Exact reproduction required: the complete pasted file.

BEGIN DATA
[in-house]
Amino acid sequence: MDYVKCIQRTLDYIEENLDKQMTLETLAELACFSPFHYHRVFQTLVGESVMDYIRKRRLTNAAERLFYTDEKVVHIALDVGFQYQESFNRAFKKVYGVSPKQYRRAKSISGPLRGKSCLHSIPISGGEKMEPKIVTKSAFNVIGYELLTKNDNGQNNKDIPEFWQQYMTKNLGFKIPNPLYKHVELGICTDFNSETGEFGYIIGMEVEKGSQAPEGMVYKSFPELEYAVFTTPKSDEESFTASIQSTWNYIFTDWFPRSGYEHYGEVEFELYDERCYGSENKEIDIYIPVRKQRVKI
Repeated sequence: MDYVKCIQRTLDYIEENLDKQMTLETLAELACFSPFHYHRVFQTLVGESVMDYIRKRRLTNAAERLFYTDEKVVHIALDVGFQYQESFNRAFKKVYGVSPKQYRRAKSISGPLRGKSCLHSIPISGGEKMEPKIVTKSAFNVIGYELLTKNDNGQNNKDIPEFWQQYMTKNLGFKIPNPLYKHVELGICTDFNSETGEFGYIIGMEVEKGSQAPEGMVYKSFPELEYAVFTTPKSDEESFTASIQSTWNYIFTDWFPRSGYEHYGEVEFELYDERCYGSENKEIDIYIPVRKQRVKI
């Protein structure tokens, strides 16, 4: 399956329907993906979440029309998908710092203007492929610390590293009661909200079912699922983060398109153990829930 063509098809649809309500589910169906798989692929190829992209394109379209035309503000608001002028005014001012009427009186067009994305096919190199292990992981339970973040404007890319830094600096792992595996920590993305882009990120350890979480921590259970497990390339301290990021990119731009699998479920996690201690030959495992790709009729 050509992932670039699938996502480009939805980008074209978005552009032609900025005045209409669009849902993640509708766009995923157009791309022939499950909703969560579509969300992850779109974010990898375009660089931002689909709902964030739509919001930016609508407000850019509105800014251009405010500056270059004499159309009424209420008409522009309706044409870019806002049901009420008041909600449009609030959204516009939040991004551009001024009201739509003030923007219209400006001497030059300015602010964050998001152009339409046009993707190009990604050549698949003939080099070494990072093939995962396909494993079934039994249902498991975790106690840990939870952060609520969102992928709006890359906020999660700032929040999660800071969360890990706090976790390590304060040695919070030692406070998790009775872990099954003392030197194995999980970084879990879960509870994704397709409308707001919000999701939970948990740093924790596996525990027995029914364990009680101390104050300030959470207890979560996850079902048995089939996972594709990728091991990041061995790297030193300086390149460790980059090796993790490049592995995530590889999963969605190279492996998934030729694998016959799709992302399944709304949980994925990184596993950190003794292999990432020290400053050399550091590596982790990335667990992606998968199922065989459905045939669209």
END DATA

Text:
[in-house]
Amino acid sequence: MDYVKCIQRTLDYIEENLDKQMTLETLAELACFSPFHYHRVFQTLVGESVMDYIRKRRLTNAAERLFYTDEKVVHIALDVGFQYQESFNRAFKKVYGVSPKQYRRAKSISGPLRGKSCLHSIPISGGEKMEPKIVTKSAFNVIGYELLTKNDNGQNNKDIPEFWQQYMTKNLGFKIPNPLYKHVELGICTDFNSETGEFGYIIGMEVEKGSQAPEGMVYKSFPELEYAVFTTPKSDEESFTASIQSTWNYIFTDWFPRSGYEHYGEVEFELYDERCYGSENKEIDIYIPVRKQRVKI
Repeated sequence: MDYVKCIQRTLDYIEENLDKQMTLETLAELACFSPFHYHRVFQTLVGESVMDYIRKRRLTNAAERLFYTDEKVVHIALDVGFQYQESFNRAFKKVYGVSPKQYRRAKSISGPLRGKSCLHSIPISGGEKMEPKIVTKSAFNVIGYELLTKNDNGQNNKDIPEFWQQYMTKNLGFKIPNPLYKHVELGICTDFNSETGEFGYIIGMEVEKGSQAPEGMVYKSFPELEYAVFTTPKSDEESFTASIQSTWNYIFTDWFPRSGYEHYGEVEFELYDERCYGSENKEIDIYIPVRKQRVKI
């Protein structure tokens, strides 16, 4: 399956329907993906979440029309998908710092203007492929610390590293009661909200079912699922983060398109153990829930 063509098809649809309500589910169906798989692929190829992209394109379209035309503000608001002028005014001012009427009186067009994305096919190199292990992981339970973040404007890319830094600096792992595996920590993305882009990120350890979480921590259970497990390339301290990021990119731009699998479920996690201690030959495992790709009729 050509992932670039699938996502480009939805980008074209978005552009032609900025005045209409669009849902993640509708766009995923157009791309022939499950909703969560579509969300992850779109974010990898375009660089931002689909709902964030739509919001930016609508407000850019509105800014251009405010500056270059004499159309009424209420008409522009309706044409870019806002049901009420008041909600449009609030959204516009939040991004551009001024009201739509003030923007219209400006001497030059300015602010964050998001152009339409046009993707190009990604050549698949003939080099070494990072093939995962396909494993079934039994249902498991975790106690840990939870952060609520969102992928709006890359906020999660700032929040999660800071969360890990706090976790390590304060040695919070030692406070998790009775872990099954003392030197194995999980970084879990879960509870994704397709409308707001919000999701939970948990740093924790596996525990027995029914364990009680101390104050300030959470207890979560996850079902048995089939996972594709990728091991990041061995790297030193300086390149460790980059090796993790490049592995995530590889999963969605190279492996998934030729694998016959799709992302399944709304949980994925990184596993950190003794292999990432020290400053050399550091590596982790990335667990992606998968199922065989459905045939669209």